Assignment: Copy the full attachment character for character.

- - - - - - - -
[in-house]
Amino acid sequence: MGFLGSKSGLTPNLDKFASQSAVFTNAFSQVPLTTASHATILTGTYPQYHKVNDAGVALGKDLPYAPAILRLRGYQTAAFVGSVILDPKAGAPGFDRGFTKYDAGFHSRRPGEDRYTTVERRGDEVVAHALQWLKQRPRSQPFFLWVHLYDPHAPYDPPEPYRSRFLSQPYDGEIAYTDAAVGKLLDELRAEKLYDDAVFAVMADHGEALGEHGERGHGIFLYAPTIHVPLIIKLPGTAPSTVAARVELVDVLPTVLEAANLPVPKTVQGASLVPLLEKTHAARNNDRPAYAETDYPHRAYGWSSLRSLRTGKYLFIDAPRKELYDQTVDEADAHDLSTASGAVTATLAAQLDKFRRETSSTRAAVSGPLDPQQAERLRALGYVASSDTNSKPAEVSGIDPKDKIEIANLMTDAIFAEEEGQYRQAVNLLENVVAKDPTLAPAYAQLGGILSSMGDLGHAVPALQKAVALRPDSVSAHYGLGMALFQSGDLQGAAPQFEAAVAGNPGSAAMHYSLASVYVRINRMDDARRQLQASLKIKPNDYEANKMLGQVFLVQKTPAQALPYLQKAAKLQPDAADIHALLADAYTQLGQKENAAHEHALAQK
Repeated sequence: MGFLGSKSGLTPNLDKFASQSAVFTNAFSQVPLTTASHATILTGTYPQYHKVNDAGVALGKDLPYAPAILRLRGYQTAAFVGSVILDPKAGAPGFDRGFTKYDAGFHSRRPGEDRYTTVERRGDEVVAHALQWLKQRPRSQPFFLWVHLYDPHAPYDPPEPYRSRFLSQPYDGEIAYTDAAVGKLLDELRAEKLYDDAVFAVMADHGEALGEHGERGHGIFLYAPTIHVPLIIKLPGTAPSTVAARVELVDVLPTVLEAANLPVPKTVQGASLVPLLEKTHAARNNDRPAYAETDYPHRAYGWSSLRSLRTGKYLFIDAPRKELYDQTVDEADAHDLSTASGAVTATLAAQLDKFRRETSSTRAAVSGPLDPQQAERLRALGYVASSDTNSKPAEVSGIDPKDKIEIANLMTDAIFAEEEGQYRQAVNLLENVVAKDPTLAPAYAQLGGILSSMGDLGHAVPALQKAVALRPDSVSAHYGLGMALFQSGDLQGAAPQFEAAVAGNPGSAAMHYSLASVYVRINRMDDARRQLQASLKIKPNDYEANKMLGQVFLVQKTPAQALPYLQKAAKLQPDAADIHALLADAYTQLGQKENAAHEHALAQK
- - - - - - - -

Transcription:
[in-house]
Amino acid sequence: MGFLGSKSGLTPNLDKFASQSAVFTNAFSQVPLTTASHATILTGTYPQYHKVNDAGVALGKDLPYAPAILRLRGYQTAAFVGSVILDPKAGAPGFDRGFTKYDAGFHSRRPGEDRYTTVERRGDEVVAHALQWLKQRPRSQPFFLWVHLYDPHAPYDPPEPYRSRFLSQPYDGEIAYTDAAVGKLLDELRAEKLYDDAVFAVMADHGEALGEHGERGHGIFLYAPTIHVPLIIKLPGTAPSTVAARVELVDVLPTVLEAANLPVPKTVQGASLVPLLEKTHAARNNDRPAYAETDYPHRAYGWSSLRSLRTGKYLFIDAPRKELYDQTVDEADAHDLSTASGAVTATLAAQLDKFRRETSSTRAAVSGPLDPQQAERLRALGYVASSDTNSKPAEVSGIDPKDKIEIANLMTDAIFAEEEGQYRQAVNLLENVVAKDPTLAPAYAQLGGILSSMGDLGHAVPALQKAVALRPDSVSAHYGLGMALFQSGDLQGAAPQFEAAVAGNPGSAAMHYSLASVYVRINRMDDARRQLQASLKIKPNDYEANKMLGQVFLVQKTPAQALPYLQKAAKLQPDAADIHALLADAYTQLGQKENAAHEHALAQK
Repeated sequence: MGFLGSKSGLTPNLDKFASQSAVFTNAFSQVPLTTASHATILTGTYPQYHKVNDAGVALGKDLPYAPAILRLRGYQTAAFVGSVILDPKAGAPGFDRGFTKYDAGFHSRRPGEDRYTTVERRGDEVVAHALQWLKQRPRSQPFFLWVHLYDPHAPYDPPEPYRSRFLSQPYDGEIAYTDAAVGKLLDELRAEKLYDDAVFAVMADHGEALGEHGERGHGIFLYAPTIHVPLIIKLPGTAPSTVAARVELVDVLPTVLEAANLPVPKTVQGASLVPLLEKTHAARNNDRPAYAETDYPHRAYGWSSLRSLRTGKYLFIDAPRKELYDQTVDEADAHDLSTASGAVTATLAAQLDKFRRETSSTRAAVSGPLDPQQAERLRALGYVASSDTNSKPAEVSGIDPKDKIEIANLMTDAIFAEEEGQYRQAVNLLENVVAKDPTLAPAYAQLGGILSSMGDLGHAVPALQKAVALRPDSVSAHYGLGMALFQSGDLQGAAPQFEAAVAGNPGSAAMHYSLASVYVRINRMDDARRQLQASLKIKPNDYEANKMLGQVFLVQKTPAQALPYLQKAAKLQPDAADIHALLADAYTQLGQKENAAHEHALAQK